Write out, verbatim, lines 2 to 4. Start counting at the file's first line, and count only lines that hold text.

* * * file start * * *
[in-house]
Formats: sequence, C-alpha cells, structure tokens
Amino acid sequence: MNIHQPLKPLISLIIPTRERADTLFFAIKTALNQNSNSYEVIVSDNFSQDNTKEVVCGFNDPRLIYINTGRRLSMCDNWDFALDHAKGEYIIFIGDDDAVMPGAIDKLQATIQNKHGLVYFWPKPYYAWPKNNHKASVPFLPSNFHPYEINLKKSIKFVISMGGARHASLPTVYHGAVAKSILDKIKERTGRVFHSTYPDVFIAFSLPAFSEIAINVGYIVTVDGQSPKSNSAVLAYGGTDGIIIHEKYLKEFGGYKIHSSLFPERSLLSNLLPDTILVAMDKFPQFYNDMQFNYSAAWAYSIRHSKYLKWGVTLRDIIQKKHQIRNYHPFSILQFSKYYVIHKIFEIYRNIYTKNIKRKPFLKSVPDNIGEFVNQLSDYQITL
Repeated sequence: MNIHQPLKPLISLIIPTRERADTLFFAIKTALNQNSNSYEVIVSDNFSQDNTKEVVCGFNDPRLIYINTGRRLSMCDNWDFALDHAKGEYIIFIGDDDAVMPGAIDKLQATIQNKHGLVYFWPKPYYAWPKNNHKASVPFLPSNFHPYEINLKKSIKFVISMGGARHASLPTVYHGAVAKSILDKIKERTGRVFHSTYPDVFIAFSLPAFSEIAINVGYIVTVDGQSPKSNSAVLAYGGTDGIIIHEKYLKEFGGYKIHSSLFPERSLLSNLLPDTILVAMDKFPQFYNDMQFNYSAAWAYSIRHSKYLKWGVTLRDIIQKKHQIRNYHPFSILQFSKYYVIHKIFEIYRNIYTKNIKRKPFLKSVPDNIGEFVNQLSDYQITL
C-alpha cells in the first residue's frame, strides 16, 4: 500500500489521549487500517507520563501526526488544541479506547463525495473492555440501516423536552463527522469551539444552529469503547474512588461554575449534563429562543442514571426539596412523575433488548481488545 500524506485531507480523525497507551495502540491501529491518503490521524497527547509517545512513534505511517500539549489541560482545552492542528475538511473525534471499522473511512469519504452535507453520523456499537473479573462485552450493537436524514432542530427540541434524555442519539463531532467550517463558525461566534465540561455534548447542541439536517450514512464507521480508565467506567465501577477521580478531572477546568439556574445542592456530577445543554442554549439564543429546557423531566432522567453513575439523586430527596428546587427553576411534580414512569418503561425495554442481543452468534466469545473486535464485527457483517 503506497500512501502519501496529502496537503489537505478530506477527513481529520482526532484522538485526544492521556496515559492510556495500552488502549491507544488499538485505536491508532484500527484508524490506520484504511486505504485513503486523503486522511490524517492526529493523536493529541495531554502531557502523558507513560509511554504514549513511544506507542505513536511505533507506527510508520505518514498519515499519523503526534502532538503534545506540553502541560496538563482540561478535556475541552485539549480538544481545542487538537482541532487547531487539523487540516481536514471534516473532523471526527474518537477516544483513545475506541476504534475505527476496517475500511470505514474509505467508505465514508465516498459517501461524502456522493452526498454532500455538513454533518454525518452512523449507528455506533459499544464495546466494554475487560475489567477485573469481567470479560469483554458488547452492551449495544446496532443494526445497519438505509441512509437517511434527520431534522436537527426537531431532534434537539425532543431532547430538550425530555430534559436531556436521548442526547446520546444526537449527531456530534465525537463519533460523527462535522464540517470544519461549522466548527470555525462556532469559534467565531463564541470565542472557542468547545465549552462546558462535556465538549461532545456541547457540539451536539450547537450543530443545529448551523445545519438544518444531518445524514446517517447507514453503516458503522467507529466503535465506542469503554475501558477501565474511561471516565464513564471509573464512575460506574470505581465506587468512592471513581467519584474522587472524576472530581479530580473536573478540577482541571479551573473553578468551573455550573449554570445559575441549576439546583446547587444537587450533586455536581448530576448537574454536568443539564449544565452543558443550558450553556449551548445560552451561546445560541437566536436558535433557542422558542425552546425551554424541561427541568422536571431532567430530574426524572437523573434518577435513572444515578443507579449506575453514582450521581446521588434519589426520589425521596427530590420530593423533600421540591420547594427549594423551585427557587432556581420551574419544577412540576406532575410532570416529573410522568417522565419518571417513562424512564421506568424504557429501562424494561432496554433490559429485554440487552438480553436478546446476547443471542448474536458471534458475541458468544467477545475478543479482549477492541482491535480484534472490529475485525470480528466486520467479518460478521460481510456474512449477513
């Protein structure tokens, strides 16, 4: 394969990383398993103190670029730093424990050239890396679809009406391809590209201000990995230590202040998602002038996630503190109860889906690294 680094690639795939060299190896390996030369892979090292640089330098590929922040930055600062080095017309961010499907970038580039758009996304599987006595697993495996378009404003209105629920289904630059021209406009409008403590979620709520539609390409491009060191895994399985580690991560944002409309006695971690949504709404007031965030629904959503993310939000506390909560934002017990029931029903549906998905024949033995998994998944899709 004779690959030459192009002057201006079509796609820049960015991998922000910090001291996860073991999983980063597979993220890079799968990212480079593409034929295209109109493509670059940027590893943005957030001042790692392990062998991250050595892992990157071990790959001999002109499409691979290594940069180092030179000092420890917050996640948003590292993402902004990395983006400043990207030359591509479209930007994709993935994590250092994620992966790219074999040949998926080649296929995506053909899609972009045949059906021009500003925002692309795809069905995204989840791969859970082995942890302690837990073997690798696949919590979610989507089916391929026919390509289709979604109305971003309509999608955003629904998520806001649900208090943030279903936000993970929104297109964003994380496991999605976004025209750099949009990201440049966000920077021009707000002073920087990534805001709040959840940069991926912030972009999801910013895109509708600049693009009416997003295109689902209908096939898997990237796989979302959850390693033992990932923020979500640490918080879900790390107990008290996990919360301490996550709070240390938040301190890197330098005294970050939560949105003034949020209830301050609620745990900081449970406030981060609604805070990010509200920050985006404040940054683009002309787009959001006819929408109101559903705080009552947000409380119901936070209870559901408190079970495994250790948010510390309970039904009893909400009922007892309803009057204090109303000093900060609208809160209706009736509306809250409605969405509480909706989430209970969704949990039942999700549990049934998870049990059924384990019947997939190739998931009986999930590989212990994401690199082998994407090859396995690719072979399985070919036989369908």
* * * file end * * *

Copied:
Formats: sequence, C-alpha cells, structure tokens
Amino acid sequence: MNIHQPLKPLISLIIPTRERADTLFFAIKTALNQNSNSYEVIVSDNFSQDNTKEVVCGFNDPRLIYINTGRRLSMCDNWDFALDHAKGEYIIFIGDDDAVMPGAIDKLQATIQNKHGLVYFWPKPYYAWPKNNHKASVPFLPSNFHPYEINLKKSIKFVISMGGARHASLPTVYHGAVAKSILDKIKERTGRVFHSTYPDVFIAFSLPAFSEIAINVGYIVTVDGQSPKSNSAVLAYGGTDGIIIHEKYLKEFGGYKIHSSLFPERSLLSNLLPDTILVAMDKFPQFYNDMQFNYSAAWAYSIRHSKYLKWGVTLRDIIQKKHQIRNYHPFSILQFSKYYVIHKIFEIYRNIYTKNIKRKPFLKSVPDNIGEFVNQLSDYQITL
Repeated sequence: MNIHQPLKPLISLIIPTRERADTLFFAIKTALNQNSNSYEVIVSDNFSQDNTKEVVCGFNDPRLIYINTGRRLSMCDNWDFALDHAKGEYIIFIGDDDAVMPGAIDKLQATIQNKHGLVYFWPKPYYAWPKNNHKASVPFLPSNFHPYEINLKKSIKFVISMGGARHASLPTVYHGAVAKSILDKIKERTGRVFHSTYPDVFIAFSLPAFSEIAINVGYIVTVDGQSPKSNSAVLAYGGTDGIIIHEKYLKEFGGYKIHSSLFPERSLLSNLLPDTILVAMDKFPQFYNDMQFNYSAAWAYSIRHSKYLKWGVTLRDIIQKKHQIRNYHPFSILQFSKYYVIHKIFEIYRNIYTKNIKRKPFLKSVPDNIGEFVNQLSDYQITL